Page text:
Comment: Aaand the predictable hypocrisy:
adam mckay millionaire just stop oil mansion private jet
© Reuters
Oscar winner Adam McKay (pictured with his wife), whose films include the Big Short and Don't Look Up, is one of a group of multi-millionaires behind the Climate Emergency Fund
A multi-millionaire Hollywood director who funds Just Stop Oil has a holiday home in Ireland - 5,000 miles from Los Angels - that he jets off to when he needs a break.

A Hollywood director helping to bankroll Just Stop Oil has been accused of hypocrisy over his lavish holiday home in Ireland - 5,000 miles from his Los Angeles base.

Oscar winner Adam McKay, whose films include The Big Short and Don't Look Up, is one of a group of multi-millionaires behind the Climate Emergency Fund.

The Beverly Hills-based fund raises cash from its mega rich supporters and distributes it to 'disruptive' activists, including handing almost £1million to help Just Stop Oil wreak havoc in the U.K.

Mr. McKay is a director of the fund and has donated over £3.2 million to it to support "recruitment and training" for groups including the British activists. In a webinar last year he pledged to help Just Stop Oil in any way possible and was even prepared to be arrested for their cause.

Despite his financial commitment to environmentalism the director, who owns a £6 million Los Angeles home, has described how he holidays in his eight-bedroom second home in rural Ireland.

A 2020 Architectural Digest interview with Mr McKay and his wife, fellow writer-director Shira Piven, described how "when the going gets tough" the couple "take refuge in their 12-acre getaway in the Celtic countryside".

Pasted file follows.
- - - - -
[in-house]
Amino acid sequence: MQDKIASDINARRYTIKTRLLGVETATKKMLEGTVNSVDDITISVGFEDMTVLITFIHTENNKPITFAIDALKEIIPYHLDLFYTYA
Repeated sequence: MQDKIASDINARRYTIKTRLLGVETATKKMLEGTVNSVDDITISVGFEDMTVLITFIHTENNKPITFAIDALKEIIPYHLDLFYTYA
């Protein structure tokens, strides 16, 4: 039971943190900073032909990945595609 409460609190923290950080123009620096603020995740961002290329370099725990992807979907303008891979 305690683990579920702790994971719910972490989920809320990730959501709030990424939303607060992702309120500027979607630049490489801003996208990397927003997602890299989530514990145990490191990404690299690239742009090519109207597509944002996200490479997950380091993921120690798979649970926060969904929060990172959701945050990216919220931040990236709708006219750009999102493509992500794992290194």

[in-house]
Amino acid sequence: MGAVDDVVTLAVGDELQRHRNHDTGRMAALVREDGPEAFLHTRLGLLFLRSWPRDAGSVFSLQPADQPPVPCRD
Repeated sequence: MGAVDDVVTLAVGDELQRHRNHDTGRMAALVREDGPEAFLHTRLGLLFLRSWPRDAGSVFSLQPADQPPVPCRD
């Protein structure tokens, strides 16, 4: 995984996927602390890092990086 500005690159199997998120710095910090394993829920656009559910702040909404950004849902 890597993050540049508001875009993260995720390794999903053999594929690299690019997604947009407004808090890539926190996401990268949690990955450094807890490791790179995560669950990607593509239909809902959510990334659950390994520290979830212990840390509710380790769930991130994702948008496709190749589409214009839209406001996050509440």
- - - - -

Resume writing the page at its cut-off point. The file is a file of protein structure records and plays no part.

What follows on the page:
Details of his holiday home emerged as Just Stop Oil zealots were last week branded "absolute morons" for permanently damaging a sustainable garden at the Chelsea Flower Show by hurling orange powder paint over it.

The group were also criticised for a series of go-slow marches in London this week which caused mayhem for commuters - and on one occasion led to a workman being handcuffed by police as he tried to move them.

The Climate Emergency Fund launched in 2019 after the three founders' multi-million-pound homes in the exclusive Californian ocean-front city of Malibu nearly burnt down in bush fires which they blamed on climate change.

These included Aileen Getty, the granddaughter of billionaire oil tycoon Jean Paul Getty, and Rory Kennedy who is the daughter of Senator Robert Kennedy.

The third founder, investor Trevor Neilson who is listed as owning a £2.1 million home in Malibu, said they wanted to support "disruptive activists" after becoming disillusioned by the slow approach of traditional environmental groups.
Read the rest here.

Arrow Down

The US Supreme Court unanimously rules against EPA in wetlands dispute

© Cowboy State Daily
On Thursday, the US Supreme Court delivered a unanimous ruling against the Environmental Protection Agency's (EPA) authority to regulate wetlands.

This decision deals a significant blow to Joe Biden's climate agenda, marking a triumph for the American people.

Biden's EPA wanted to regulate every puddle and pond which they deemed "wetlands" under the Clean Water Act, but the Supreme Court struck it down.

The Supreme Court ruled in favor of Michael and Chantell Sackett, a couple from Idaho who filed a lawsuit after the EPA blocked them from building a home on their own land because it contained "wetlands."